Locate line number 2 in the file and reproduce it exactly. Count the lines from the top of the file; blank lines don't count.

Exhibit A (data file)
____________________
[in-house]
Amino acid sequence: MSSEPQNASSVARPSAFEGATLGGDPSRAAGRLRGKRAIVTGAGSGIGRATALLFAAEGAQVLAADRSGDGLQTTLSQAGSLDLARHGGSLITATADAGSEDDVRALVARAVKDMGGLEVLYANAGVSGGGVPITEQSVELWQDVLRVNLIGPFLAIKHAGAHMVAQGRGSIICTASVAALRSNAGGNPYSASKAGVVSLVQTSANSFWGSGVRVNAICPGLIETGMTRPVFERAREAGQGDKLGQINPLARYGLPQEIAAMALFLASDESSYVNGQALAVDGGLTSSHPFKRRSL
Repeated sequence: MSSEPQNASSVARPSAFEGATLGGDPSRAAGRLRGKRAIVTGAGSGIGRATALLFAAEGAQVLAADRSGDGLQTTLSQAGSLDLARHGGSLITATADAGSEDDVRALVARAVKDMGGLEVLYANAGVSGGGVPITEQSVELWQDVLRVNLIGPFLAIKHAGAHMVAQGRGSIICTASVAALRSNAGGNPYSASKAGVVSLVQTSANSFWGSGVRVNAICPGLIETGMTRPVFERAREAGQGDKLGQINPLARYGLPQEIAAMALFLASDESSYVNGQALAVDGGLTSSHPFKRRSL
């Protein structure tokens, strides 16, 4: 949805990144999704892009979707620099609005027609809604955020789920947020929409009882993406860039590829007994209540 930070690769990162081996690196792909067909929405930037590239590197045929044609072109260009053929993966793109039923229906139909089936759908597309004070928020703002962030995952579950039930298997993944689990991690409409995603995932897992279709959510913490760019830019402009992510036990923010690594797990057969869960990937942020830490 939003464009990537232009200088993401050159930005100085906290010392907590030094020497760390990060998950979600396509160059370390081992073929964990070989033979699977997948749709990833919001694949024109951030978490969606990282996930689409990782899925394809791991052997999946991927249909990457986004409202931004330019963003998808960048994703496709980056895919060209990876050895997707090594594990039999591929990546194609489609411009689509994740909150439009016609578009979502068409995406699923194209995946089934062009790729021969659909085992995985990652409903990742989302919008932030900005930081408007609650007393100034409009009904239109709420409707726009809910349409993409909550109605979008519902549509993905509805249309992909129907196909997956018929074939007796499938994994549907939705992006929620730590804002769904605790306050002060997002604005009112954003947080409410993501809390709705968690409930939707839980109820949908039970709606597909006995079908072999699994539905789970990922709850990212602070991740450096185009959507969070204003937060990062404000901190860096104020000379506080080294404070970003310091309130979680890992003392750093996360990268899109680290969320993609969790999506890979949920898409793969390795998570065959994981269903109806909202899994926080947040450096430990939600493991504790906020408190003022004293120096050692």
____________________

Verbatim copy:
Amino acid sequence: MSSEPQNASSVARPSAFEGATLGGDPSRAAGRLRGKRAIVTGAGSGIGRATALLFAAEGAQVLAADRSGDGLQTTLSQAGSLDLARHGGSLITATADAGSEDDVRALVARAVKDMGGLEVLYANAGVSGGGVPITEQSVELWQDVLRVNLIGPFLAIKHAGAHMVAQGRGSIICTASVAALRSNAGGNPYSASKAGVVSLVQTSANSFWGSGVRVNAICPGLIETGMTRPVFERAREAGQGDKLGQINPLARYGLPQEIAAMALFLASDESSYVNGQALAVDGGLTSSHPFKRRSL